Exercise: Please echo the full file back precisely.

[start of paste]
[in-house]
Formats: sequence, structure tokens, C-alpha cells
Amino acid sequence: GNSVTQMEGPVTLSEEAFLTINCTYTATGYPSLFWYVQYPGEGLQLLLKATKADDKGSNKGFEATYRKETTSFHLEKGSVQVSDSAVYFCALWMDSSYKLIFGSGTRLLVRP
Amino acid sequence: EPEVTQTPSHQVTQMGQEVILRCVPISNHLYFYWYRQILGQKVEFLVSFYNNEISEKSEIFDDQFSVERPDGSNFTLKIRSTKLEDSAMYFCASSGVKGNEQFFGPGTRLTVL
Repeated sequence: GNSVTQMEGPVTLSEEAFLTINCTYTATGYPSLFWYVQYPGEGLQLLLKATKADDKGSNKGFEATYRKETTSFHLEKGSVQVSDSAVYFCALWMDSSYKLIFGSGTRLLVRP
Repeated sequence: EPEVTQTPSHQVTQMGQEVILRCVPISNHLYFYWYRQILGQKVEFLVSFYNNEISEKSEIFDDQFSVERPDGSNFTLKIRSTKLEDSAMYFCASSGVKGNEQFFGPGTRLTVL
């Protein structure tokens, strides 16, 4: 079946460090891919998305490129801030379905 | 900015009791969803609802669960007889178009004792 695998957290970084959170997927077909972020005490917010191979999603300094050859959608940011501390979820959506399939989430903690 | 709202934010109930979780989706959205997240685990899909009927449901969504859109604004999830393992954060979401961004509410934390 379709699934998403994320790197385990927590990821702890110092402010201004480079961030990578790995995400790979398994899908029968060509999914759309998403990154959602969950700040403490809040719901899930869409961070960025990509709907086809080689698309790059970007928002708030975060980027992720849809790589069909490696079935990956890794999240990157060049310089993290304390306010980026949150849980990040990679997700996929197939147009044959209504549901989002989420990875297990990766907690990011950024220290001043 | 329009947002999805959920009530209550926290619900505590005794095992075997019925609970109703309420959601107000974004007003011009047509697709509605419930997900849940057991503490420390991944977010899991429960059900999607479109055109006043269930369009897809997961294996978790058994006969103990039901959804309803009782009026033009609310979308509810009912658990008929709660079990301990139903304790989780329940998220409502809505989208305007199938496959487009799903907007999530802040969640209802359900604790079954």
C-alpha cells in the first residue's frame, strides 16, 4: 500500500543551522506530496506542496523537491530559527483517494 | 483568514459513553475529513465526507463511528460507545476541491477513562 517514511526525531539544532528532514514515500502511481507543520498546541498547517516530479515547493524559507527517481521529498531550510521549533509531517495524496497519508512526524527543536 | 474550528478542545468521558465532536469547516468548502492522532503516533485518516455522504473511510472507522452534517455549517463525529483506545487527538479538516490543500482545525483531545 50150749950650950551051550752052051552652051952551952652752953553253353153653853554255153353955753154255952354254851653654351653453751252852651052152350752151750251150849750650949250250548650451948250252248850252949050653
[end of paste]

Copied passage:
[in-house]
Formats: sequence, structure tokens, C-alpha cells
Amino acid sequence: GNSVTQMEGPVTLSEEAFLTINCTYTATGYPSLFWYVQYPGEGLQLLLKATKADDKGSNKGFEATYRKETTSFHLEKGSVQVSDSAVYFCALWMDSSYKLIFGSGTRLLVRP
Amino acid sequence: EPEVTQTPSHQVTQMGQEVILRCVPISNHLYFYWYRQILGQKVEFLVSFYNNEISEKSEIFDDQFSVERPDGSNFTLKIRSTKLEDSAMYFCASSGVKGNEQFFGPGTRLTVL
Repeated sequence: GNSVTQMEGPVTLSEEAFLTINCTYTATGYPSLFWYVQYPGEGLQLLLKATKADDKGSNKGFEATYRKETTSFHLEKGSVQVSDSAVYFCALWMDSSYKLIFGSGTRLLVRP
Repeated sequence: EPEVTQTPSHQVTQMGQEVILRCVPISNHLYFYWYRQILGQKVEFLVSFYNNEISEKSEIFDDQFSVERPDGSNFTLKIRSTKLEDSAMYFCASSGVKGNEQFFGPGTRLTVL
């Protein structure tokens, strides 16, 4: 079946460090891919998305490129801030379905 | 900015009791969803609802669960007889178009004792 695998957290970084959170997927077909972020005490917010191979999603300094050859959608940011501390979820959506399939989430903690 | 709202934010109930979780989706959205997240685990899909009927449901969504859109604004999830393992954060979401961004509410934390 379709699934998403994320790197385990927590990821702890110092402010201004480079961030990578790995995400790979398994899908029968060509999914759309998403990154959602969950700040403490809040719901899930869409961070960025990509709907086809080689698309790059970007928002708030975060980027992720849809790589069909490696079935990956890794999240990157060049310089993290304390306010980026949150849980990040990679997700996929197939147009044959209504549901989002989420990875297990990766907690990011950024220290001043 | 329009947002999805959920009530209550926290619900505590005794095992075997019925609970109703309420959601107000974004007003011009047509697709509605419930997900849940057991503490420390991944977010899991429960059900999607479109055109006043269930369009897809997961294996978790058994006969103990039901959804309803009782009026033009609310979308509810009912658990008929709660079990301990139903304790989780329940998220409502809505989208305007199938496959487009799903907007999530802040969640209802359900604790079954």
C-alpha cells in the first residue's frame, strides 16, 4: 500500500543551522506530496506542496523537491530559527483517494 | 483568514459513553475529513465526507463511528460507545476541491477513562 517514511526525531539544532528532514514515500502511481507543520498546541498547517516530479515547493524559507527517481521529498531550510521549533509531517495524496497519508512526524527543536 | 474550528478542545468521558465532536469547516468548502492522532503516533485518516455522504473511510472507522452534517455549517463525529483506545487527538479538516490543500482545525483531545 50150749950650950551051550752052051552652051952551952652752953553253353153653853554255153353955753154255952354254851653654351653453751252852651052152350752151750251150849750650949250250548650451948250252248850252949050653